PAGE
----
07/05/2013 04:45 EDT | Updated 09/04/2013 05:12 EDT

Sears Faces Class-Action Lawsuit From Hometown Franchise Owners

Shoppers walk into Sears in Peabody, Mass., Monday, May 14, 2012. Sears Holdings Corp. said Thursday, May 17, 2012, that it’s spinning off a stake in its Canada business, as the struggling retailer looks to focus on stemming declining sales at its remaining U.S. stores. The announcement came as the company reported that returned to a profit in the first quarter, as a result of a gain on the sale of its stores. (AP Photo/Elise Amendola)

TORONTO - Sears Canada Inc. (TSX:SCC) and its American counterpart are facing a class-action lawsuit by owners of its Hometown franchises, who allege the retailer has deprived them of the opportunity to make a reasonable profit.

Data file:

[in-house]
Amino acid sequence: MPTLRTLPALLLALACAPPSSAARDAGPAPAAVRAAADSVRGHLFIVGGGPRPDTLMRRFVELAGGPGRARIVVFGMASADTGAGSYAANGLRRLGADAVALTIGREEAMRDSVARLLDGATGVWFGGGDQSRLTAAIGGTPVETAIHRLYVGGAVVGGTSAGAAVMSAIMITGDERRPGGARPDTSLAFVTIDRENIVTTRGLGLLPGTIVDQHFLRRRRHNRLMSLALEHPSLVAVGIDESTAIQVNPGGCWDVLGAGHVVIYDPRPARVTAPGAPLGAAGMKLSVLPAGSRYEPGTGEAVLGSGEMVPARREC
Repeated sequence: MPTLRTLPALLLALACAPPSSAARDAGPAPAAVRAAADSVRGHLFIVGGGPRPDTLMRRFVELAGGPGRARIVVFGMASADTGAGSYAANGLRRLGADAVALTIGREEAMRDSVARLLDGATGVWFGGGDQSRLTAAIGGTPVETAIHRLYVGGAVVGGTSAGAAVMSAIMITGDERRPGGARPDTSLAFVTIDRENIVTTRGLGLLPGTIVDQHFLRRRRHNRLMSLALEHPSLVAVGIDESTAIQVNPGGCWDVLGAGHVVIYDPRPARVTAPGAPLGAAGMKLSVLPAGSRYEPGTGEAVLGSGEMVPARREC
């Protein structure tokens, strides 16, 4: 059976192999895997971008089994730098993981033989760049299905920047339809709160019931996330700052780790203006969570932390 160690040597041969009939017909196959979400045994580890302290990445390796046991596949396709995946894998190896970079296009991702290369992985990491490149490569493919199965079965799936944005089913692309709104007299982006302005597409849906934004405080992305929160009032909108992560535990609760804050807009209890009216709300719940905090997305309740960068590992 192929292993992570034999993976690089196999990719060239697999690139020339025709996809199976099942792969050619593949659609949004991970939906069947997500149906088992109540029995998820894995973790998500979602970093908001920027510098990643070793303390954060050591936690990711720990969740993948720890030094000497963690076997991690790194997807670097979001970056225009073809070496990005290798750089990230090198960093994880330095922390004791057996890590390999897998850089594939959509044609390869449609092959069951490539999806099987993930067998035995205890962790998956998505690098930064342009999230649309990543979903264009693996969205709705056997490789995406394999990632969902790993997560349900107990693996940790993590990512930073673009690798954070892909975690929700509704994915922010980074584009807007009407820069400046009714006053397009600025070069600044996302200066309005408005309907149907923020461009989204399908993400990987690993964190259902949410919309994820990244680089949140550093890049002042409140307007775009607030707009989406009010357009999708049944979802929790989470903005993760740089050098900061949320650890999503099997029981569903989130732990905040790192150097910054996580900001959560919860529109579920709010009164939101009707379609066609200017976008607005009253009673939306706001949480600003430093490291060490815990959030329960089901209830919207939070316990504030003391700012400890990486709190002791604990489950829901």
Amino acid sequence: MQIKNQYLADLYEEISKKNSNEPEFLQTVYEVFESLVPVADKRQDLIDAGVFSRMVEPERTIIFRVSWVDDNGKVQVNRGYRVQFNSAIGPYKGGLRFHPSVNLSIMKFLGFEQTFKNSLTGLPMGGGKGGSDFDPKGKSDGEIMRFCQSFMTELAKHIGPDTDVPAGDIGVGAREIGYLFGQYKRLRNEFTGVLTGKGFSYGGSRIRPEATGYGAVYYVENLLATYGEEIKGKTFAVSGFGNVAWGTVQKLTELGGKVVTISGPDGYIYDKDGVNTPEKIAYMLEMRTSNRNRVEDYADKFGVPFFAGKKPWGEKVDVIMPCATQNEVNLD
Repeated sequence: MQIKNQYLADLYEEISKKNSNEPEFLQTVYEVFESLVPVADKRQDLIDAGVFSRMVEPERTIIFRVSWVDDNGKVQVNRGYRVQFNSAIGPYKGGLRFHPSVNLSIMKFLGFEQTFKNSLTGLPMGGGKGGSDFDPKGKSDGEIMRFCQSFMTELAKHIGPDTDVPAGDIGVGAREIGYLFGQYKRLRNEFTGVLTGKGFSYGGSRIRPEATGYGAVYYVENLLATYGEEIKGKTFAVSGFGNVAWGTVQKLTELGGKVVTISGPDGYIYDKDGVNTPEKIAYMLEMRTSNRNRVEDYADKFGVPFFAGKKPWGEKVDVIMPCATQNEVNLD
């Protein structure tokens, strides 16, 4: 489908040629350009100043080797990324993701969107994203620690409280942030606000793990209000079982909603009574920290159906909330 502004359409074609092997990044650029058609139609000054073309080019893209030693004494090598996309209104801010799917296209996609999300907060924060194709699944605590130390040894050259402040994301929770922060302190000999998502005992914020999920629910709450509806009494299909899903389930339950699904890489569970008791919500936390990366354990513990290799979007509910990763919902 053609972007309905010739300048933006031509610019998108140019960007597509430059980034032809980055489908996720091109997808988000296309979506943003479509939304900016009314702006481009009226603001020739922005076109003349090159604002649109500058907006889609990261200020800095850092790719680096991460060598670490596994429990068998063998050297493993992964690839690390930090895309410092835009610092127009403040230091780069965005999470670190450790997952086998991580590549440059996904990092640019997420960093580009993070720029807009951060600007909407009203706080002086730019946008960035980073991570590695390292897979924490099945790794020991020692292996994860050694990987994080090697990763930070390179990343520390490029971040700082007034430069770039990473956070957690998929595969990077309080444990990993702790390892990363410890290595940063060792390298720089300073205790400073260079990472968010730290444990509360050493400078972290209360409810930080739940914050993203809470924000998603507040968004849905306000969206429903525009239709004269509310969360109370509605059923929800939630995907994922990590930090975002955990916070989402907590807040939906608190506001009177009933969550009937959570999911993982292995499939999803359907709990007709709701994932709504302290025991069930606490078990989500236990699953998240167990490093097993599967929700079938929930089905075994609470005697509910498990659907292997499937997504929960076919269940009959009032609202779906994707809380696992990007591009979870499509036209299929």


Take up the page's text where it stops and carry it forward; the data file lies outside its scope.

The lawsuit was filed by the owner of a Sears Hometown store in Woodstock, Ont., on behalf of about 260 franchise operators across Canada.

It claims Hometown store dealers have seen their sales and profits erode over the past three years.

The lawsuit alleges that Sears lowered dealers' commissions, reduced advertising for local stores and bypassed the franchises by selling directly to customers who are located within their markets.

The dealers also claim that Sears is setting their compensation and work conditions, without abiding by labour laws or franchise protection laws.

The allegations have not been proven in court.

"We are tired of disappointing our customers because we lack the resources to serve them properly," said Jim Kay, the dealer who filed the class-action lawsuit, in a statement.

"We are tired of being fed scraps for the benefit of a U.S. hedge fund billionaire."

Sears Canada did not immediately respond to requests for comment.

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